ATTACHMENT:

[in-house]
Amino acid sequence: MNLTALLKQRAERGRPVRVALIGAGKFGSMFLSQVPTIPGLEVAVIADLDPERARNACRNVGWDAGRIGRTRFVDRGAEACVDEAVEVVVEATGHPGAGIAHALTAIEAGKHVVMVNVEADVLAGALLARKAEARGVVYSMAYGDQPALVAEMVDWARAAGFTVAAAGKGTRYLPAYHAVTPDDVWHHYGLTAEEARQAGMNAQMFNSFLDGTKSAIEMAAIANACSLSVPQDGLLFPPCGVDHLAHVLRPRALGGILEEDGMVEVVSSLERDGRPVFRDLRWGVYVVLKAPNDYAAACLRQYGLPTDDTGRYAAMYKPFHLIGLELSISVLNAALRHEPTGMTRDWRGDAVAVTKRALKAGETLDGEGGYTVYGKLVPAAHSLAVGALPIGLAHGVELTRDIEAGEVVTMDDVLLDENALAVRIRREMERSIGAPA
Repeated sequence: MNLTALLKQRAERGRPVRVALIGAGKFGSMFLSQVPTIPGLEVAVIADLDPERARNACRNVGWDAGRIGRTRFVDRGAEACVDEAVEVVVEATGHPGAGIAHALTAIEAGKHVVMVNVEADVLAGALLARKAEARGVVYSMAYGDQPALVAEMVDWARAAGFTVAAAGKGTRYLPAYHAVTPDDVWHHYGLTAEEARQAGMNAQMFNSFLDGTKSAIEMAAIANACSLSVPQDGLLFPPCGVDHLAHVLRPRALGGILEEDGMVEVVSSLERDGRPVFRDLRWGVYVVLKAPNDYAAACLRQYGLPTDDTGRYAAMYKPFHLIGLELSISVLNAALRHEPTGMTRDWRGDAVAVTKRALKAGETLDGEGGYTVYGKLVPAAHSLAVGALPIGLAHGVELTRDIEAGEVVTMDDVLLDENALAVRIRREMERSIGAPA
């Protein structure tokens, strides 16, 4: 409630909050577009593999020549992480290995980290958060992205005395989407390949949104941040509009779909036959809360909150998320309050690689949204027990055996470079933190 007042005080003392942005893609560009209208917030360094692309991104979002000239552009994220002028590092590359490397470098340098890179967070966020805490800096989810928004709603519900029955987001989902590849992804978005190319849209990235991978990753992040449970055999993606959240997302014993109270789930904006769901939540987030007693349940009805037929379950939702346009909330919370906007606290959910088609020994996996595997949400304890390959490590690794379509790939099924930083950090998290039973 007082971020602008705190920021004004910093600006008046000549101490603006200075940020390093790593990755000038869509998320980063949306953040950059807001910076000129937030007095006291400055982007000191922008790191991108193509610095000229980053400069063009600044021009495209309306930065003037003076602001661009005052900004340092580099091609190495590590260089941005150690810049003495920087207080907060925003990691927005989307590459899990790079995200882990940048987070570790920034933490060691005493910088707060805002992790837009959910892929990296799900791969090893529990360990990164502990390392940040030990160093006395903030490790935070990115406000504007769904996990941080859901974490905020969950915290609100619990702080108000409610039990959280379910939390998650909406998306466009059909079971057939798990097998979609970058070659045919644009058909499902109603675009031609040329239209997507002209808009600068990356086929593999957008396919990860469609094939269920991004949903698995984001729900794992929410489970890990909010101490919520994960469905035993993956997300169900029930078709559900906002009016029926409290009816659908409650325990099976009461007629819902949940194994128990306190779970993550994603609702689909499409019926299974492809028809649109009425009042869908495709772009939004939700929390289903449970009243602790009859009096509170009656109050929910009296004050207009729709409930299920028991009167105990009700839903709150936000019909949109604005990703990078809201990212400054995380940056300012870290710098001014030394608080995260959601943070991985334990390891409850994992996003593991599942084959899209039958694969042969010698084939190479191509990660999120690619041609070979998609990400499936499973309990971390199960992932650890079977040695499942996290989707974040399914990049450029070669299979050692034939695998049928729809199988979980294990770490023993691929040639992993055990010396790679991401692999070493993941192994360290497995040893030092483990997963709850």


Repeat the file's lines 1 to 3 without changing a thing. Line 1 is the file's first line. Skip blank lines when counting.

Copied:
[in-house]
Amino acid sequence: MNLTALLKQRAERGRPVRVALIGAGKFGSMFLSQVPTIPGLEVAVIADLDPERARNACRNVGWDAGRIGRTRFVDRGAEACVDEAVEVVVEATGHPGAGIAHALTAIEAGKHVVMVNVEADVLAGALLARKAEARGVVYSMAYGDQPALVAEMVDWARAAGFTVAAAGKGTRYLPAYHAVTPDDVWHHYGLTAEEARQAGMNAQMFNSFLDGTKSAIEMAAIANACSLSVPQDGLLFPPCGVDHLAHVLRPRALGGILEEDGMVEVVSSLERDGRPVFRDLRWGVYVVLKAPNDYAAACLRQYGLPTDDTGRYAAMYKPFHLIGLELSISVLNAALRHEPTGMTRDWRGDAVAVTKRALKAGETLDGEGGYTVYGKLVPAAHSLAVGALPIGLAHGVELTRDIEAGEVVTMDDVLLDENALAVRIRREMERSIGAPA
Repeated sequence: MNLTALLKQRAERGRPVRVALIGAGKFGSMFLSQVPTIPGLEVAVIADLDPERARNACRNVGWDAGRIGRTRFVDRGAEACVDEAVEVVVEATGHPGAGIAHALTAIEAGKHVVMVNVEADVLAGALLARKAEARGVVYSMAYGDQPALVAEMVDWARAAGFTVAAAGKGTRYLPAYHAVTPDDVWHHYGLTAEEARQAGMNAQMFNSFLDGTKSAIEMAAIANACSLSVPQDGLLFPPCGVDHLAHVLRPRALGGILEEDGMVEVVSSLERDGRPVFRDLRWGVYVVLKAPNDYAAACLRQYGLPTDDTGRYAAMYKPFHLIGLELSISVLNAALRHEPTGMTRDWRGDAVAVTKRALKAGETLDGEGGYTVYGKLVPAAHSLAVGALPIGLAHGVELTRDIEAGEVVTMDDVLLDENALAVRIRREMERSIGAPA